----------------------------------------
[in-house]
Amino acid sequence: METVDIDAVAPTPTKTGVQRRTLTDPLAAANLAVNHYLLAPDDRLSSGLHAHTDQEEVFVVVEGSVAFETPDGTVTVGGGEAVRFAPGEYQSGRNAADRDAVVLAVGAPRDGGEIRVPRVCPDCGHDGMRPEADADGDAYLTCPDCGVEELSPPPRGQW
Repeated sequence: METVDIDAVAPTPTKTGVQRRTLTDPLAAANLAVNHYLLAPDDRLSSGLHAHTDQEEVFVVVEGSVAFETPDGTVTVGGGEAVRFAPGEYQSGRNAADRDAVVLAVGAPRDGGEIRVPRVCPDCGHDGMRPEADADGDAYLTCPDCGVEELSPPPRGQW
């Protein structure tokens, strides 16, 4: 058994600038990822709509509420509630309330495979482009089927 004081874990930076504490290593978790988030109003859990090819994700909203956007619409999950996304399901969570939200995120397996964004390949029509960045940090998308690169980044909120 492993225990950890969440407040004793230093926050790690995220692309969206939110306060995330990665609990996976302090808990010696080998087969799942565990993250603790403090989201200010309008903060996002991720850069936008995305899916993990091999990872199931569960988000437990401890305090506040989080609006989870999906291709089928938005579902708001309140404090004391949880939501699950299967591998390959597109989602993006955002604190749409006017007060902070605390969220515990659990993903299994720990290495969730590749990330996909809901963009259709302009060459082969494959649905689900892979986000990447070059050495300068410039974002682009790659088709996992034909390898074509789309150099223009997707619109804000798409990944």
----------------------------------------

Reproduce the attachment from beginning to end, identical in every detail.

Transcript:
[in-house]
Amino acid sequence: METVDIDAVAPTPTKTGVQRRTLTDPLAAANLAVNHYLLAPDDRLSSGLHAHTDQEEVFVVVEGSVAFETPDGTVTVGGGEAVRFAPGEYQSGRNAADRDAVVLAVGAPRDGGEIRVPRVCPDCGHDGMRPEADADGDAYLTCPDCGVEELSPPPRGQW
Repeated sequence: METVDIDAVAPTPTKTGVQRRTLTDPLAAANLAVNHYLLAPDDRLSSGLHAHTDQEEVFVVVEGSVAFETPDGTVTVGGGEAVRFAPGEYQSGRNAADRDAVVLAVGAPRDGGEIRVPRVCPDCGHDGMRPEADADGDAYLTCPDCGVEELSPPPRGQW
């Protein structure tokens, strides 16, 4: 058994600038990822709509509420509630309330495979482009089927 004081874990930076504490290593978790988030109003859990090819994700909203956007619409999950996304399901969570939200995120397996964004390949029509960045940090998308690169980044909120 492993225990950890969440407040004793230093926050790690995220692309969206939110306060995330990665609990996976302090808990010696080998087969799942565990993250603790403090989201200010309008903060996002991720850069936008995305899916993990091999990872199931569960988000437990401890305090506040989080609006989870999906291709089928938005579902708001309140404090004391949880939501699950299967591998390959597109989602993006955002604190749409006017007060902070605390969220515990659990993903299994720990290495969730590749990330996909809901963009259709302009060459082969494959649905689900892979986000990447070059050495300068410039974002682009790659088709996992034909390898074509789309150099223009997707619109804000798409990944």